Drawing on a New York Times article by David Barstow, David Rohde and Stephanie Saul about the 2010 loss of the Deepwater, screenwriters Matthew Michael Carnahan and Matthew Sand fix their focus on a quartet of principals led by Mike Williams (Mark Wahlberg), the vessel’s chief electronics technician.
Kate Hudson plays Felicia, Mike’s worried wife back on shore; Kurt Russell is Jimmy Harrell, aka “Mr. Jimmy,” the craft’s respected crew commander; and Gina Rodriguez fills the role of Andrea Fleytas, the young officer responsible for keeping the vast, free-floating structure in position.
The tense opening scenes find visiting corporate executive Donald Vidrine (John Malkovich) pushing back against the safety concerns expressed by both Mike and Mr. Jimmy — only to find himself, in short order, caught up in one of the worst man-made catastrophes in history. Following the “blowout,” the race for survival against shooting flames, sudden explosions and deadly flying debris is fuelled by self-sacrificing heroism and courage.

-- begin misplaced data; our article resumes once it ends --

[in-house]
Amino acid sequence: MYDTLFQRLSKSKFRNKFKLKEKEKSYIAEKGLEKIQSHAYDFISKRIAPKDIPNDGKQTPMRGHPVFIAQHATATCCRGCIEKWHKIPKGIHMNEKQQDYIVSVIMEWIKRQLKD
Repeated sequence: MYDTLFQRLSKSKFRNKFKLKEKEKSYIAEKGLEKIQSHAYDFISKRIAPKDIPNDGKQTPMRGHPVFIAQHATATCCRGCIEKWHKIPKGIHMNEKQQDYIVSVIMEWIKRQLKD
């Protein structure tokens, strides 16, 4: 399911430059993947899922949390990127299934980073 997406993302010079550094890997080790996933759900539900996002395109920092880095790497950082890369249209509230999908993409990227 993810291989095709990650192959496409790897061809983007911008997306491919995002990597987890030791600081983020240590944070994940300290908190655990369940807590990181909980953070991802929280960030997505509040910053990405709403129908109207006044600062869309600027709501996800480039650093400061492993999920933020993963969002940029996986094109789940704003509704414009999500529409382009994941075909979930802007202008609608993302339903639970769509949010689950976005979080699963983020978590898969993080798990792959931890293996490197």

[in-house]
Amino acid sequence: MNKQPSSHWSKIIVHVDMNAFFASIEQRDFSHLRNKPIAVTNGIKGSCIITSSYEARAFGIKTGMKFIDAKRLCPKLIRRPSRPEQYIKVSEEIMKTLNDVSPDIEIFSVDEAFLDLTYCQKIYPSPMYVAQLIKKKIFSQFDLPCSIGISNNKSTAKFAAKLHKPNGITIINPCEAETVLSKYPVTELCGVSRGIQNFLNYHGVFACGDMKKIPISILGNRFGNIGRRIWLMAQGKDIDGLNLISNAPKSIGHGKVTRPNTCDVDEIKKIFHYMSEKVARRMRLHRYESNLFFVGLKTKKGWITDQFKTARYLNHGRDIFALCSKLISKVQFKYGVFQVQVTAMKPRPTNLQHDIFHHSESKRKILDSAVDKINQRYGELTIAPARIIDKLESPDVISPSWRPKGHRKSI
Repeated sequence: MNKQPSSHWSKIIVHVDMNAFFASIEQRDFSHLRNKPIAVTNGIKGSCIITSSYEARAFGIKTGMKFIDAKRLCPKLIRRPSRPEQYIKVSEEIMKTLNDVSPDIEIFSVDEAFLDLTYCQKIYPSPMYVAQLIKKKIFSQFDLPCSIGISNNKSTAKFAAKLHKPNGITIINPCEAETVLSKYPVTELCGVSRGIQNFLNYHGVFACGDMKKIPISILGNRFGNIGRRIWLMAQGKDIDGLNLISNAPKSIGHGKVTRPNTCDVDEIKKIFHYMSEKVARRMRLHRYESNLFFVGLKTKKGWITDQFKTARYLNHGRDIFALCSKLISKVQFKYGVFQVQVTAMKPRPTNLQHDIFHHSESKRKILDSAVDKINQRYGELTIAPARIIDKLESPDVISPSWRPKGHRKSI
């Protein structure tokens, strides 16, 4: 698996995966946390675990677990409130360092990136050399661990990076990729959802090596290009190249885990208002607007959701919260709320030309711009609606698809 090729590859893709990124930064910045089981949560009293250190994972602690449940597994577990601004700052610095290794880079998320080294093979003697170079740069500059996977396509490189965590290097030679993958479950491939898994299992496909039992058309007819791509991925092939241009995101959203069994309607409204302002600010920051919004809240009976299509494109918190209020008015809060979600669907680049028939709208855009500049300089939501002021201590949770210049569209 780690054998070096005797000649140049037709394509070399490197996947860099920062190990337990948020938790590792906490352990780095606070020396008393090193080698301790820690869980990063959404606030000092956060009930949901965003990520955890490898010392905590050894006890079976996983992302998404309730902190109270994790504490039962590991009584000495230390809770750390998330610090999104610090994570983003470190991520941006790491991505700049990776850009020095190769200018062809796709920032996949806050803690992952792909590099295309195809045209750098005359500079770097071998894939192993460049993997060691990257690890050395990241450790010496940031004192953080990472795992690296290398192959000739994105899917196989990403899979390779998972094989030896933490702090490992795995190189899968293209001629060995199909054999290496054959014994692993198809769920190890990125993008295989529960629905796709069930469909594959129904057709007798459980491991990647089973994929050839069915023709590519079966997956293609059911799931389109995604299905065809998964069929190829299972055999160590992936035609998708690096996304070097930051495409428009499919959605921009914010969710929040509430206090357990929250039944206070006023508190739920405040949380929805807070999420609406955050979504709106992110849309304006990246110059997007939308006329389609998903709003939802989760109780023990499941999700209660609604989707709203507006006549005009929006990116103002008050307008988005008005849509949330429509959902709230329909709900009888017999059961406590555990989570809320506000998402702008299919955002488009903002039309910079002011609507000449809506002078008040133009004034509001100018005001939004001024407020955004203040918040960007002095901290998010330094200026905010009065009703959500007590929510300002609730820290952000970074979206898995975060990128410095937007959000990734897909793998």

The bloody wounds and wrenching situations to which viewers are exposed along the way are no doubt faithful to reality, but they involve some harrowing sights. Compensation takes the form of compelling acting from both Wahlberg and Rodriguez, each portraying an ordinary person suddenly forced to cope with destruction on a titanic scale.
Mike is shown blessing himself as he starts the helicopter ride that will bring him out to the rig for his three-week shift. There’s an irony in this since the dangers of flying turn out, of course, to be the least of his worries. Additionally, the movie’s wrap-up includes a spontaneous recitation of the Our Father by all the survivors.
Between these two faith-tinged moments, however, we’re reminded that people facing imminent death tend to use the S-word a lot.